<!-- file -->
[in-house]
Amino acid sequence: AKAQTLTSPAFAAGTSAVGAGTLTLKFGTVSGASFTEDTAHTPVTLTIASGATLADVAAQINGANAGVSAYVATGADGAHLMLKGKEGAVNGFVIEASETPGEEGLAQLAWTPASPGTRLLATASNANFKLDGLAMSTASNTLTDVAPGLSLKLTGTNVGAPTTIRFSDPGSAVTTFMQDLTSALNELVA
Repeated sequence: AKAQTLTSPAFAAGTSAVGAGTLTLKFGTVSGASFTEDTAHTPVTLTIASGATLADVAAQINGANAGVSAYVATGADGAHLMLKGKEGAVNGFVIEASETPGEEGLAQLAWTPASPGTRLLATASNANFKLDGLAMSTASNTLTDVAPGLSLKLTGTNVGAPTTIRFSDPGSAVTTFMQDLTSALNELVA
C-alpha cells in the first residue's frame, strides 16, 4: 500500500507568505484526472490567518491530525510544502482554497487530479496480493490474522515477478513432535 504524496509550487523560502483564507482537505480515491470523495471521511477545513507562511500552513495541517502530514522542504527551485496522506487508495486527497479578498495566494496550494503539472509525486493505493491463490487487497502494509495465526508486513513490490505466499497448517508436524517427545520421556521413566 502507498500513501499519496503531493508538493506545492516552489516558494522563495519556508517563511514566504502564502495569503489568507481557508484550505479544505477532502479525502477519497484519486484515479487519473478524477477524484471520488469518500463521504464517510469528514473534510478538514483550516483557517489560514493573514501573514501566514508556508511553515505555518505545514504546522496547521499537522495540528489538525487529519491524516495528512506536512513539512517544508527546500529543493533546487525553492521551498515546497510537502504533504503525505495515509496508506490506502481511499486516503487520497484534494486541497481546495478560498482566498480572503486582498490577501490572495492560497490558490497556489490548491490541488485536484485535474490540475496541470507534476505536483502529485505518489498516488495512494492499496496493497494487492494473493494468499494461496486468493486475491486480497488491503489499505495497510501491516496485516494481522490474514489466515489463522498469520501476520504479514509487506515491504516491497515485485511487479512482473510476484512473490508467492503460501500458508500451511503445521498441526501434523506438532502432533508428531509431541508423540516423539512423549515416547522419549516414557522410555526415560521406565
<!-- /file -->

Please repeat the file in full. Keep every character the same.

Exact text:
[in-house]
Amino acid sequence: AKAQTLTSPAFAAGTSAVGAGTLTLKFGTVSGASFTEDTAHTPVTLTIASGATLADVAAQINGANAGVSAYVATGADGAHLMLKGKEGAVNGFVIEASETPGEEGLAQLAWTPASPGTRLLATASNANFKLDGLAMSTASNTLTDVAPGLSLKLTGTNVGAPTTIRFSDPGSAVTTFMQDLTSALNELVA
Repeated sequence: AKAQTLTSPAFAAGTSAVGAGTLTLKFGTVSGASFTEDTAHTPVTLTIASGATLADVAAQINGANAGVSAYVATGADGAHLMLKGKEGAVNGFVIEASETPGEEGLAQLAWTPASPGTRLLATASNANFKLDGLAMSTASNTLTDVAPGLSLKLTGTNVGAPTTIRFSDPGSAVTTFMQDLTSALNELVA
C-alpha cells in the first residue's frame, strides 16, 4: 500500500507568505484526472490567518491530525510544502482554497487530479496480493490474522515477478513432535 504524496509550487523560502483564507482537505480515491470523495471521511477545513507562511500552513495541517502530514522542504527551485496522506487508495486527497479578498495566494496550494503539472509525486493505493491463490487487497502494509495465526508486513513490490505466499497448517508436524517427545520421556521413566 502507498500513501499519496503531493508538493506545492516552489516558494522563495519556508517563511514566504502564502495569503489568507481557508484550505479544505477532502479525502477519497484519486484515479487519473478524477477524484471520488469518500463521504464517510469528514473534510478538514483550516483557517489560514493573514501573514501566514508556508511553515505555518505545514504546522496547521499537522495540528489538525487529519491524516495528512506536512513539512517544508527546500529543493533546487525553492521551498515546497510537502504533504503525505495515509496508506490506502481511499486516503487520497484534494486541497481546495478560498482566498480572503486582498490577501490572495492560497490558490497556489490548491490541488485536484485535474490540475496541470507534476505536483502529485505518489498516488495512494492499496496493497494487492494473493494468499494461496486468493486475491486480497488491503489499505495497510501491516496485516494481522490474514489466515489463522498469520501476520504479514509487506515491504516491497515485485511487479512482473510476484512473490508467492503460501500458508500451511503445521498441526501434523506438532502432533508428531509431541508423540516423539512423549515416547522419549516414557522410555526415560521406565